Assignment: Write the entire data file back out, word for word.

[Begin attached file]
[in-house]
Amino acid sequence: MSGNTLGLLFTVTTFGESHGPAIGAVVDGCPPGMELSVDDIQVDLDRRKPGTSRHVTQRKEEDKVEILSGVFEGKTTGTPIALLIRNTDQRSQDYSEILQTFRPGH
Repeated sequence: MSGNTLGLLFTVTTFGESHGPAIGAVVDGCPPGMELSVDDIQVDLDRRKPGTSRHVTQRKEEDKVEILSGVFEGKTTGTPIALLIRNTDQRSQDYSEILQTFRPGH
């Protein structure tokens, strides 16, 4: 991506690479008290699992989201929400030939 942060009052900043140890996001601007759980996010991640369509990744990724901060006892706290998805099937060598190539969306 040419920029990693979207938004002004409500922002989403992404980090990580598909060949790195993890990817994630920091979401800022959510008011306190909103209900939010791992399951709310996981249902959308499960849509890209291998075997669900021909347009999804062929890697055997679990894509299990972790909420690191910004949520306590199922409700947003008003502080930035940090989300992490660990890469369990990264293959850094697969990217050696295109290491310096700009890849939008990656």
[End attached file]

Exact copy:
[in-house]
Amino acid sequence: MSGNTLGLLFTVTTFGESHGPAIGAVVDGCPPGMELSVDDIQVDLDRRKPGTSRHVTQRKEEDKVEILSGVFEGKTTGTPIALLIRNTDQRSQDYSEILQTFRPGH
Repeated sequence: MSGNTLGLLFTVTTFGESHGPAIGAVVDGCPPGMELSVDDIQVDLDRRKPGTSRHVTQRKEEDKVEILSGVFEGKTTGTPIALLIRNTDQRSQDYSEILQTFRPGH
């Protein structure tokens, strides 16, 4: 991506690479008290699992989201929400030939 942060009052900043140890996001601007759980996010991640369509990744990724901060006892706290998805099937060598190539969306 040419920029990693979207938004002004409500922002989403992404980090990580598909060949790195993890990817994630920091979401800022959510008011306190909103209900939010791992399951709310996981249902959308499960849509890209291998075997669900021909347009999804062929890697055997679990894509299990972790909420690191910004949520306590199922409700947003008003502080930035940090989300992490660990890469369990990264293959850094697969990217050696295109290491310096700009890849939008990656």